If it weren’t for the current struggle within the Republican Party, I may have forgotten about a small detail from my second job. Once a year, there would be a corporate campaign to raise contributions for the United Way. Being a seventeen year-old, giving money to a “charity” seemed like a good idea, especially if my contribution was as little as one dollar every week. Unfortunately, it would be several years later when I would learn how the United Way allocated my contributions.
During one of the first rounds of attacks against the Boy Scouts of America’s policy to exclude homosexuals from gaining membership, the United Way threatened to withhold donations to the BSA. It was this announcement that attracted attention to the questionable practices used by the United Way to not only raise money, but also how those donations were spread between charities. Had I known that only a part of my contributions would be funneled down to different organizations – some that I might not have chosen to support, I would have better served the charities that I do support by donating directly to them.
The United Way’s practice of acting as a distributor of contributions to various organizations is similar to how both political parties choose which candidates’ campaigns to support – or ignore.
When Joe Walsh was running for a House of Representatives seat in northeastern Illinois in 2010, support from the national Republican Party was all but nonexistent, until the ballot-counting showed that he had a narrow opportunity for an upset victory. This is only one example of how the Republican establishment ignored some Republican candidates in 2010 and 2012.
For the best example of how the GOP picks winners and losers within its ranks, look at how Christine O’Donnell’s Delaware Senate campaign was received by the Party establishment.
There is no question that O’Donnell was written off despite claims of Party unity, but the manner in which her campaign had been belittled and neglected by both Republican elite and commentators in the media has been compared to the campaign of Mark Kirk’s in Illinois. As a member of the House of Representatives, Kirk has established a record of voting – as the Republican Party would describe it, as being a moderate. When the House voted on the Cap-and-Trade bill, Kirk voted “yes.” This vote, and the passing of this bill by the House, was eclipsed by the media’s collective obsession with stretching the news of the death of Michael Jackson as long as possible. When news of Kirk’s “yes” vote became public, he responded the same way that he would later on when it was discovered that he lied about his military record during his Senate run – he went into hiding.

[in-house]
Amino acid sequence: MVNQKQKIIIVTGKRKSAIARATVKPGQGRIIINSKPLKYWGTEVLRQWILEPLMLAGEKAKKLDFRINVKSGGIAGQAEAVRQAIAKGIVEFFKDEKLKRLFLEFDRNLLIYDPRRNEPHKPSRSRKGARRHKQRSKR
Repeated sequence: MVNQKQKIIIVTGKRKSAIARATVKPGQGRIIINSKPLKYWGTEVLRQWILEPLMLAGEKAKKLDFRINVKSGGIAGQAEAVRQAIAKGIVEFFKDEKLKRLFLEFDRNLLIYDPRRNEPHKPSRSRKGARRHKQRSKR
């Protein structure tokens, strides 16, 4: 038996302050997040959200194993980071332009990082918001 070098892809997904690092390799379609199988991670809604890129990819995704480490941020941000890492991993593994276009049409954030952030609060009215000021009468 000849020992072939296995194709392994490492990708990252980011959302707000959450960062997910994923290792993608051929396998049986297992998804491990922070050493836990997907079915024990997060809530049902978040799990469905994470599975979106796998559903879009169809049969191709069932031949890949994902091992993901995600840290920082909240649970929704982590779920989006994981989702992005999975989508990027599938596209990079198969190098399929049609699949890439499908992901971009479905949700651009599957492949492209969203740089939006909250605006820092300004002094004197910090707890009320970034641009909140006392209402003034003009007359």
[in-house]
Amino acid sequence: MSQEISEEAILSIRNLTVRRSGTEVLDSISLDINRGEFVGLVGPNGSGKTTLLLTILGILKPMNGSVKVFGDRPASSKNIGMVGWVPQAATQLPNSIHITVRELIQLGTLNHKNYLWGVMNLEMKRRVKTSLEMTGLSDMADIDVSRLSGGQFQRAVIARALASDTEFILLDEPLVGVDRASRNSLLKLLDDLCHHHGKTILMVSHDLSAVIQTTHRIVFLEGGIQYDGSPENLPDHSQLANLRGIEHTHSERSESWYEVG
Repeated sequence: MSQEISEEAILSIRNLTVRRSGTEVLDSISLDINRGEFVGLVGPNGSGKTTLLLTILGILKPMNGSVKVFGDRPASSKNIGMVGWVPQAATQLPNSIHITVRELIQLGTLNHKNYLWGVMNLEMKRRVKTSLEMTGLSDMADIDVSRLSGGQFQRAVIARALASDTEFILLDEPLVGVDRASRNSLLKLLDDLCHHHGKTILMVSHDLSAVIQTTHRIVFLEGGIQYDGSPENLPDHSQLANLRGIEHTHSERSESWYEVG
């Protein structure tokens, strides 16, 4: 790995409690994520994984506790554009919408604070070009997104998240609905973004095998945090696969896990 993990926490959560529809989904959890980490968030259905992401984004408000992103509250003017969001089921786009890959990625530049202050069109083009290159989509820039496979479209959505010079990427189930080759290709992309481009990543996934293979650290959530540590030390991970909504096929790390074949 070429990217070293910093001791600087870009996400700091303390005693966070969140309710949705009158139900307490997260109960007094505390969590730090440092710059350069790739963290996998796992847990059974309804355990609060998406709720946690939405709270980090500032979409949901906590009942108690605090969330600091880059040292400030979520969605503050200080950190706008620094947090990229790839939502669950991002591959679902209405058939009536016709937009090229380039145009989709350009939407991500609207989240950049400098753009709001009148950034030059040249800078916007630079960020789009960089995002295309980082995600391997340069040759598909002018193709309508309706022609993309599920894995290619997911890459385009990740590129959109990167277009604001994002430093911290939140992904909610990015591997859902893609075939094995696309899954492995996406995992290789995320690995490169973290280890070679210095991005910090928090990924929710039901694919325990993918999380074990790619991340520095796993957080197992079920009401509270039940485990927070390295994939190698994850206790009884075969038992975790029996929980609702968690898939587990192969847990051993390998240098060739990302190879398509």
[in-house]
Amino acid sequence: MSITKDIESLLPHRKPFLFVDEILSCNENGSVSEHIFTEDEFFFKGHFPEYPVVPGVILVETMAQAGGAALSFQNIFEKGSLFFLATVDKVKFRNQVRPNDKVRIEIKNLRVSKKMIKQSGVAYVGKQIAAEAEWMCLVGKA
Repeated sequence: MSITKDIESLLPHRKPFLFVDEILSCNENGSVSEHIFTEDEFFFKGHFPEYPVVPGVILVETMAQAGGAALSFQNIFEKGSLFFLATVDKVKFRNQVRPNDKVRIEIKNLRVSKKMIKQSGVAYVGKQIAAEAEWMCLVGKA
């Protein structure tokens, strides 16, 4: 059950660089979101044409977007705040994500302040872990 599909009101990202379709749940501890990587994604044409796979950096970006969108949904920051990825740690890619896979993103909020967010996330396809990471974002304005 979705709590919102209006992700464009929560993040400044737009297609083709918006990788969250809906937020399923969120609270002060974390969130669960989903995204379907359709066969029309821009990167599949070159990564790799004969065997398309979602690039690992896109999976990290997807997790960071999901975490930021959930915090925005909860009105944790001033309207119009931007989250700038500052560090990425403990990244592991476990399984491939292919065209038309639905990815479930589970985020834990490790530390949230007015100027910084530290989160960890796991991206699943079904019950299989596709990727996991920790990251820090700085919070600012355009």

Even before the Illinois primary elections, commentators and Republican leaders alike, both statewide and national, were telling voters that they had to vote for the “most electable” candidate, in this case, Mark Kirk; a panicked establishment, was telling conservative voters in Illinois that “you may not agree with him, but you can’t allow another Democrat to take this Senate seat.” While voters in Illinois were being told to support a candidate who has little in common with their morals and political philosophies – in the name of Party unity — the message in Delaware was completely different.